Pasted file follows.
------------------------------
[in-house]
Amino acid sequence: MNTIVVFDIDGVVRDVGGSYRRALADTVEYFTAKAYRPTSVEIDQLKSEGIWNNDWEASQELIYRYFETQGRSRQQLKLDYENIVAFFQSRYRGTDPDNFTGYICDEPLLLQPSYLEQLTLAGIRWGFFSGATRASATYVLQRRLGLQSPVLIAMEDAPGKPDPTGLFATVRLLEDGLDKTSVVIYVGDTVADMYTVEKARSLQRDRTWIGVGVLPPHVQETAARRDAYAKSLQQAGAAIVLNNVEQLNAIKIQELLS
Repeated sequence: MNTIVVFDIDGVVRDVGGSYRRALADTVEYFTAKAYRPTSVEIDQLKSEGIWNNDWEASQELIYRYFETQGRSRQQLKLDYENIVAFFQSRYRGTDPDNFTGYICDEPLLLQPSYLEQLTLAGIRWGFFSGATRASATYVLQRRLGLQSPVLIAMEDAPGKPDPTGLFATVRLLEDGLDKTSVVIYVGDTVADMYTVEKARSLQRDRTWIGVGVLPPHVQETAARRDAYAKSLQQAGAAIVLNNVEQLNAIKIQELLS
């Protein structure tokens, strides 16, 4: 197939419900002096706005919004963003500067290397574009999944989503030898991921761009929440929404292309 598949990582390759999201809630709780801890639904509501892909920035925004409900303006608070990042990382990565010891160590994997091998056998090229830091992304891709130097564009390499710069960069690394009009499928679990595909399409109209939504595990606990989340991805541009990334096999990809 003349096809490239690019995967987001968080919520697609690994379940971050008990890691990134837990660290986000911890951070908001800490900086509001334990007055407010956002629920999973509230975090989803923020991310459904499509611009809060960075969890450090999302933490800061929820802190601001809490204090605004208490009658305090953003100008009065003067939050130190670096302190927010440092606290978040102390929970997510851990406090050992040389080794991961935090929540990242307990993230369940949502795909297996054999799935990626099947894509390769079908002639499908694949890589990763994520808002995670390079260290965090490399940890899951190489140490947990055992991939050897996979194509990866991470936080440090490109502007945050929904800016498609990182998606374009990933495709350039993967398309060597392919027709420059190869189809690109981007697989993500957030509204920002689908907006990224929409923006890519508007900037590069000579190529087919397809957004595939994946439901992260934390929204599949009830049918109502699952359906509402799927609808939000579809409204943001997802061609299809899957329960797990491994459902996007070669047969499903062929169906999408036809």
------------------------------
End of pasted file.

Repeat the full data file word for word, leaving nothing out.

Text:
[in-house]
Amino acid sequence: MNTIVVFDIDGVVRDVGGSYRRALADTVEYFTAKAYRPTSVEIDQLKSEGIWNNDWEASQELIYRYFETQGRSRQQLKLDYENIVAFFQSRYRGTDPDNFTGYICDEPLLLQPSYLEQLTLAGIRWGFFSGATRASATYVLQRRLGLQSPVLIAMEDAPGKPDPTGLFATVRLLEDGLDKTSVVIYVGDTVADMYTVEKARSLQRDRTWIGVGVLPPHVQETAARRDAYAKSLQQAGAAIVLNNVEQLNAIKIQELLS
Repeated sequence: MNTIVVFDIDGVVRDVGGSYRRALADTVEYFTAKAYRPTSVEIDQLKSEGIWNNDWEASQELIYRYFETQGRSRQQLKLDYENIVAFFQSRYRGTDPDNFTGYICDEPLLLQPSYLEQLTLAGIRWGFFSGATRASATYVLQRRLGLQSPVLIAMEDAPGKPDPTGLFATVRLLEDGLDKTSVVIYVGDTVADMYTVEKARSLQRDRTWIGVGVLPPHVQETAARRDAYAKSLQQAGAAIVLNNVEQLNAIKIQELLS
């Protein structure tokens, strides 16, 4: 197939419900002096706005919004963003500067290397574009999944989503030898991921761009929440929404292309 598949990582390759999201809630709780801890639904509501892909920035925004409900303006608070990042990382990565010891160590994997091998056998090229830091992304891709130097564009390499710069960069690394009009499928679990595909399409109209939504595990606990989340991805541009990334096999990809 003349096809490239690019995967987001968080919520697609690994379940971050008990890691990134837990660290986000911890951070908001800490900086509001334990007055407010956002629920999973509230975090989803923020991310459904499509611009809060960075969890450090999302933490800061929820802190601001809490204090605004208490009658305090953003100008009065003067939050130190670096302190927010440092606290978040102390929970997510851990406090050992040389080794991961935090929540990242307990993230369940949502795909297996054999799935990626099947894509390769079908002639499908694949890589990763994520808002995670390079260290965090490399940890899951190489140490947990055992991939050897996979194509990866991470936080440090490109502007945050929904800016498609990182998606374009990933495709350039993967398309060597392919027709420059190869189809690109981007697989993500957030509204920002689908907006990224929409923006890519508007900037590069000579190529087919397809957004595939994946439901992260934390929204599949009830049918109502699952359906509402799927609808939000579809409204943001997802061609299809899957329960797990491994459902996007070669047969499903062929169906999408036809």